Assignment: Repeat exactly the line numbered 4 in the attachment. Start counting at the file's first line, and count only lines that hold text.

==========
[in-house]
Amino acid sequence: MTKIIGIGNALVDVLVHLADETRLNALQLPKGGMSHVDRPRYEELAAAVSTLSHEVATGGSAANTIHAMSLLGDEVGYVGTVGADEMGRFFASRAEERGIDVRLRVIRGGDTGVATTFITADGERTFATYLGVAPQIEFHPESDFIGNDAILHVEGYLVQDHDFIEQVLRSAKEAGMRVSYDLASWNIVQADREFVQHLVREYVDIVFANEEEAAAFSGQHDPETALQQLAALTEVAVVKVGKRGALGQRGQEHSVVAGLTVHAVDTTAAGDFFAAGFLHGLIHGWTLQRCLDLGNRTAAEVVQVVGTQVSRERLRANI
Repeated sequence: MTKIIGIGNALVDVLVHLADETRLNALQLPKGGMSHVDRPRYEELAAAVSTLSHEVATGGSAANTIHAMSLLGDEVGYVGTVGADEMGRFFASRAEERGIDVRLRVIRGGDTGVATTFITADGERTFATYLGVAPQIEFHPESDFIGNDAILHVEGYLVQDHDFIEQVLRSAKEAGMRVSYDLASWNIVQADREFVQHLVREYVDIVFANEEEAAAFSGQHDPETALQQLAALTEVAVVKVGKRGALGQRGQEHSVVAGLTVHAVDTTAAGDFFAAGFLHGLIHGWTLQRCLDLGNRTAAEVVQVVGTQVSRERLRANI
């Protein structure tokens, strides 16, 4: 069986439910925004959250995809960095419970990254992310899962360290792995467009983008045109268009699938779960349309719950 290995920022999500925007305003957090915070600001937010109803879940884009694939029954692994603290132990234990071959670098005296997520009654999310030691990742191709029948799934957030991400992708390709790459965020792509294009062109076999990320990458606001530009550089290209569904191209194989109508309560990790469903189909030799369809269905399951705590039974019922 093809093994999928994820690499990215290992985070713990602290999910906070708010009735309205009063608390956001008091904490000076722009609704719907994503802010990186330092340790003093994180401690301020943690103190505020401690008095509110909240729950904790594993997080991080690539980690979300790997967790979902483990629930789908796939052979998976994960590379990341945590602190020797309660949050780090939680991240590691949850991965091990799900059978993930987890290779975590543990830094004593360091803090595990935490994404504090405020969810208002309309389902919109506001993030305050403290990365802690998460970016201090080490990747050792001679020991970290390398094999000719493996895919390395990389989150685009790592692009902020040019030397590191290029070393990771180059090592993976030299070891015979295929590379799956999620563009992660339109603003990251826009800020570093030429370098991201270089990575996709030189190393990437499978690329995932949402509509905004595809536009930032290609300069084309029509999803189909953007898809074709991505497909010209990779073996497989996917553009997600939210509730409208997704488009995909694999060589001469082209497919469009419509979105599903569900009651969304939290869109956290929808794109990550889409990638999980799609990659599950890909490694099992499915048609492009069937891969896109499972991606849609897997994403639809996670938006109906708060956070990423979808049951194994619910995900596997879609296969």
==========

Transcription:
């Protein structure tokens, strides 16, 4: 069986439910925004959250995809960095419970990254992310899962360290792995467009983008045109268009699938779960349309719950 290995920022999500925007305003957090915070600001937010109803879940884009694939029954692994603290132990234990071959670098005296997520009654999310030691990742191709029948799934957030991400992708390709790459965020792509294009062109076999990320990458606001530009550089290209569904191209194989109508309560990790469903189909030799369809269905399951705590039974019922 093809093994999928994820690499990215290992985070713990602290999910906070708010009735309205009063608390956001008091904490000076722009609704719907994503802010990186330092340790003093994180401690301020943690103190505020401690008095509110909240729950904790594993997080991080690539980690979300790997967790979902483990629930789908796939052979998976994960590379990341945590602190020797309660949050780090939680991240590691949850991965091990799900059978993930987890290779975590543990830094004593360091803090595990935490994404504090405020969810208002309309389902919109506001993030305050403290990365802690998460970016201090080490990747050792001679020991970290390398094999000719493996895919390395990389989150685009790592692009902020040019030397590191290029070393990771180059090592993976030299070891015979295929590379799956999620563009992660339109603003990251826009800020570093030429370098991201270089990575996709030189190393990437499978690329995932949402509509905004595809536009930032290609300069084309029509999803189909953007898809074709991505497909010209990779073996497989996917553009997600939210509730409208997704488009995909694999060589001469082209497919469009419509979105599903569900009651969304939290869109956290929808794109990550889409990638999980799609990659599950890909490694099992499915048609492009069937891969896109499972991606849609897997994403639809996670938006109906708060956070990423979808049951194994619910995900596997879609296969």